Treating Sins Lightly

Treating Sins Lightly

(by Hazrat Moulana Ashraf Ali Thanwi Rahmatullahi Alaih)

 

“When you were broadcasting it and uttering such a thing for which you had not a vestige of proof, and you took it to be something light, whereas it is grave in the Sight of Allah.”

(Surah Noor, 15)

This is an Aayat of Surah Noor. In it, taking a specific sin to be insignificant is decried.

“…and you took it to be something light, whereas it is grave in the Sight of Allah.”

The Aayat refers to the Episode of Ifk [in which the munaafiqeen slandered Hazrat Aishah Siddeeqah (Radhiyallahu anha), and some Muslims also fell prey to the falsehood.]

Allah Ta’ala is speaking here of slander and calumny. He decries taking it to be a small matter.

Now we should consider whether treating this particular sin lightly is bad and loathed, as the reason for the Revelation suggests, or trivializing just any sin when it is a major one?

Reflection reveals that it [the repugnance of treating sin lightly] is not confined to any particular sin.

Insofar as the sin [in the Aayat] being qualified with “grave” is concerned, every sin, be it a minor sin, is in actual fact grave because the nature of sin is disobedience to Allah Jalla Jalaaluhu. It is an obvious fact that disobedience, regardless of its kind, is very bad.

The Classification of Major and Minor Sins

Regarding the classification of sins into major and minor, this is a relative issue. In comparison to one type of sin another may be ‘small’. Otherwise, in actual fact all sins are major. None should be taken to be insignificant.

Consider this example of big and small. The sky is smaller than the Arsh [the Divine Throne]. But in reality, the sky is not small.

Another example: Napaaki – dirt and filth. Whether the napaaki is a little or a lot, it remains filth.

The mystery here [in all sins being grave per se] is that the greater the degree of honour and benevolence a person commands, the graver and worse will be disobedience to him. It is an obvious fact that no one’s honour and no one’s benevolence come remotely close to Allah Ta’ala’s honour and benevolence. Thus, disobedience to Him is the worst.

Considering this reality and the demand of it, sin will obviously be grave.

The demand of this is that we should never ever sin. However, there are several reasons people sin. Some sins are taken to be small and thus committed, whereas in view of the mystery outlined just now, the Fuqaha have written that it is kufr to trivialize a sin, even a ‘minor’ sin.

In short, every act of disobedience to Allah Ta’ala is grave. Considering this, it is clearly understood that the Divine Stricture [in the Aayat mentioned at the beginning] covers all types of sin.

Sin is Like Fire

The similitude of sin is that of fire. Just like a blaze, a small flame is also sufficient to burn down a house.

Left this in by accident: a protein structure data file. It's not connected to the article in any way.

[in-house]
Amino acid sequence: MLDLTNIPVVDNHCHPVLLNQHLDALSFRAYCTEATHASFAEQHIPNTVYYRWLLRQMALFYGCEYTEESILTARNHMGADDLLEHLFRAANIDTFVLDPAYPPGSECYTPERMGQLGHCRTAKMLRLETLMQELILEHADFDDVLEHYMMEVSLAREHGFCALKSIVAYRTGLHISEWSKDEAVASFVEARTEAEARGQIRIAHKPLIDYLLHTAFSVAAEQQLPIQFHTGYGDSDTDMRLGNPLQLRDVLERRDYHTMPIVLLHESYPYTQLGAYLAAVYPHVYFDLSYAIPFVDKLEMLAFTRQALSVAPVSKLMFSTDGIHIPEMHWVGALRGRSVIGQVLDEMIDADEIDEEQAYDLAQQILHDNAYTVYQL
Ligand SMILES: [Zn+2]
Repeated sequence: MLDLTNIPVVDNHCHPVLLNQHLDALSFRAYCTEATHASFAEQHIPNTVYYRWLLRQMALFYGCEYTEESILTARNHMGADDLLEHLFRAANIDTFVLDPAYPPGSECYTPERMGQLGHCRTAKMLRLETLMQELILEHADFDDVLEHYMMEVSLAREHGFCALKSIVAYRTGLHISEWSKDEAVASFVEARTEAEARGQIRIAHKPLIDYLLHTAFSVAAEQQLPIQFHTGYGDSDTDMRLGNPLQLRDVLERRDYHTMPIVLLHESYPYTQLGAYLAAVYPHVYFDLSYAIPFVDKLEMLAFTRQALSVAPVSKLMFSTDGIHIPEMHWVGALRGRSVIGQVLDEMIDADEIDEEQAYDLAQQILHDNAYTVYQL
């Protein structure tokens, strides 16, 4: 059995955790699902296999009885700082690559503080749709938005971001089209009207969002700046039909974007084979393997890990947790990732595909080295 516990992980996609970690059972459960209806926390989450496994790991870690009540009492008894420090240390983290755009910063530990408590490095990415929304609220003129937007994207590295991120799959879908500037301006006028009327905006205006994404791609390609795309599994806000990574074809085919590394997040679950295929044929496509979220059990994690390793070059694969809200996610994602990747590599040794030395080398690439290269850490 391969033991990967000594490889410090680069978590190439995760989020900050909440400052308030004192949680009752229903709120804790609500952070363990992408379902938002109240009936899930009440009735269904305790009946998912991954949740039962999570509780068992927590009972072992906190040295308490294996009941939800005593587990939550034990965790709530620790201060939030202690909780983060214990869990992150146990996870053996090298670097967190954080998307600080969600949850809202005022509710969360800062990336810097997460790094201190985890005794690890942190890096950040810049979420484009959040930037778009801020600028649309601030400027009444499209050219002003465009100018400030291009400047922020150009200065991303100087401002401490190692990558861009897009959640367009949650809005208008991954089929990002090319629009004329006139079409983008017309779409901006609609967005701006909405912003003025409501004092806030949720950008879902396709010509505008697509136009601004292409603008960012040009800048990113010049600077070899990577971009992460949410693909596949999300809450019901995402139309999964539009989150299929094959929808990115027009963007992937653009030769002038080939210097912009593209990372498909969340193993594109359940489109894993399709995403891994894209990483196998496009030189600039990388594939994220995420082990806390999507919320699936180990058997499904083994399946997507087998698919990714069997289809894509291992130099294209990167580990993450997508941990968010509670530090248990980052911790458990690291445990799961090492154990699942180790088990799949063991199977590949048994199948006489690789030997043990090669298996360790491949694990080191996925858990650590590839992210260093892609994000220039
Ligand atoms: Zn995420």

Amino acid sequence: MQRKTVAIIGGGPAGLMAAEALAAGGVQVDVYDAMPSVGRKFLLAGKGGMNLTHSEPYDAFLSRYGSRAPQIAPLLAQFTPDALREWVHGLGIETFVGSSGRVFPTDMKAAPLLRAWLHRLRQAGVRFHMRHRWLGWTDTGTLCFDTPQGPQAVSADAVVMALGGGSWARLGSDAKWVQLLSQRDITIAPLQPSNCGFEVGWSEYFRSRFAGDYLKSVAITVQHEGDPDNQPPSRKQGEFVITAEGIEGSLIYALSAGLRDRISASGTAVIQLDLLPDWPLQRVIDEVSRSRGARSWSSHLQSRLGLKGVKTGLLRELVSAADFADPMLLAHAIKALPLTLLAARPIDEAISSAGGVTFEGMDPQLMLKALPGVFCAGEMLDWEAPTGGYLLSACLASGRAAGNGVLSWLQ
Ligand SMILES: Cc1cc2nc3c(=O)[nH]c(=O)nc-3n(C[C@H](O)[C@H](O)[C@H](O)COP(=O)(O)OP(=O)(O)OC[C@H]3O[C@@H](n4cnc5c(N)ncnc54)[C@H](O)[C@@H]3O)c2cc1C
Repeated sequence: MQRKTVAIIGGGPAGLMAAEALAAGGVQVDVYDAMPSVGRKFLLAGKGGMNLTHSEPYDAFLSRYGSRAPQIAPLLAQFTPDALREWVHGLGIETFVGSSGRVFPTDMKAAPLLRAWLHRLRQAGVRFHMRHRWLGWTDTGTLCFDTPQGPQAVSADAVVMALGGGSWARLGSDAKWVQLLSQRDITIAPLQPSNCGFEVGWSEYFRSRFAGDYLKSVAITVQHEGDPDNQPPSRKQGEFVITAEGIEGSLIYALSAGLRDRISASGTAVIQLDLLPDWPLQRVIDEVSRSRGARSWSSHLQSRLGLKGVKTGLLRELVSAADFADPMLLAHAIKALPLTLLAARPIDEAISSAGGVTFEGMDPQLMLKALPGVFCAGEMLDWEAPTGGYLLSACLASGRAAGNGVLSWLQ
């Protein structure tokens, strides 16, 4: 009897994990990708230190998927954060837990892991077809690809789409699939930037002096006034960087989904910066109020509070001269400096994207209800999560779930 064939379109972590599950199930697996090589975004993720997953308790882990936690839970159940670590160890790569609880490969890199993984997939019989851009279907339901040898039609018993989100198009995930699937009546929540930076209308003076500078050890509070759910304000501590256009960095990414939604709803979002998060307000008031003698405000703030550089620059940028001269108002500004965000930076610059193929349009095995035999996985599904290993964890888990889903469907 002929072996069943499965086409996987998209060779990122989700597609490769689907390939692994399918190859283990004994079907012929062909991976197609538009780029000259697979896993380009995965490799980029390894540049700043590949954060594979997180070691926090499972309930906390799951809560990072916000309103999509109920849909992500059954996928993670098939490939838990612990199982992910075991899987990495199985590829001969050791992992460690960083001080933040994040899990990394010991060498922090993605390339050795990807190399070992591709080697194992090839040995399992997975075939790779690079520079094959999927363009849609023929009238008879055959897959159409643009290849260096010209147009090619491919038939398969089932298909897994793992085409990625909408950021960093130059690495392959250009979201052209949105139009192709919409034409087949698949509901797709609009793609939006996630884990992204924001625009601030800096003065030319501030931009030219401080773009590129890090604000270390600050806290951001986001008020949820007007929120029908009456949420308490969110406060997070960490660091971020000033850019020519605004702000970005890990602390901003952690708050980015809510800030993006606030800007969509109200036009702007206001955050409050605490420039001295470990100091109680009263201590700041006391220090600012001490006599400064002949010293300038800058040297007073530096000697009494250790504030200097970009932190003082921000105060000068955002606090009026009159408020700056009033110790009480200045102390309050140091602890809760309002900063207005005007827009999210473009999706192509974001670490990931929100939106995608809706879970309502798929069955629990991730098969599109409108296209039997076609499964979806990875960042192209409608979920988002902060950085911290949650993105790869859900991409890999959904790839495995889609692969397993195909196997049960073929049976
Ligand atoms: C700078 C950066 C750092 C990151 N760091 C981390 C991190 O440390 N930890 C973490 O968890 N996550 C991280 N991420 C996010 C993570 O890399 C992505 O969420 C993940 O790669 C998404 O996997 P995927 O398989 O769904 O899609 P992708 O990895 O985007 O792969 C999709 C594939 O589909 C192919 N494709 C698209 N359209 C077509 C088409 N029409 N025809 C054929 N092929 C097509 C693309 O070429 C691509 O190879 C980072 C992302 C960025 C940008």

Thus, to enquire whether a sin is minor or major leaves the impression that if it is minor then one will abstain, and if it is minor then one will see. We seek permission from such a person to light a small flame to his curtain. If this is intolerable to him then how can he tolerate disobedience to Allah Ta’ala!? Although the flame is small, but it will spread and become a blazing fire.

 

 

How ‘Small’ Sins Lead to ‘Big’ Sins and Habitual Sinning

Similarly, a person commits a minor sin. He continues with it. This minor sin now becomes a major crime. After some time committing the sin, he starts to think nothing of it.

Some people sin trusting that they will make taubah. This is a grievous error because once a sin becomes a habit then seldom is taubah made. It is easy to make taubah over a new sin as the ‘pleasure’ of it is not yet engrained. But to make taubah from a habitual sin is difficult.

Furthermore, when there is no abstention from small sins then a person becomes reckless and more brazen. Then he starts perpetrating major sins.

This is like clean clothes are safeguarded from dirt and grime. But once it becomes dirty then a person cares not when more dirt accumulates on it and the clothes become completely soiled.

Similar is the case with sinning. A sin which becomes a habit becomes old and it does not leave.

For example, these sins have become the norm among landlords and farmers: usurping land, oppressing, baatil transactions like the customary sale of mangoes and jujubes [which are sold before the fruit are even borne on the trees], and misappropriation of the wealth of orphans.

All these sins are flagrantly, without compunction committed.

Yes, they won’t drink liquor.

The difference is that the former has become the norm, not the latter.

Obstacles in the Path of Taubah

Thus, it is proven that by a sin become a habit, there is persistence, treating lightly, and it even leads to considering the sin to be good. Therefore, it is difficult to make taubah.

Even if taubah is made, it is a mere verbal formality.

Tasbeeh in the hand,

taubah on the tongue,

whilst the heart is filled with relish over sins.

Even our sins laugh at such a repentance.

Hence, how then will a person make Taubah!? In fact, they take it to be contrary to their status and a disgrace to leave the things mentioned [usurping, oppressing, etc.].

Whereas the Sign of Imaan is:

“When your good deed makes you feel good and your bad deed makes you feel bad.”

In short, these things are obstacles in the path of Taubah.

(To be continued Insha Allah)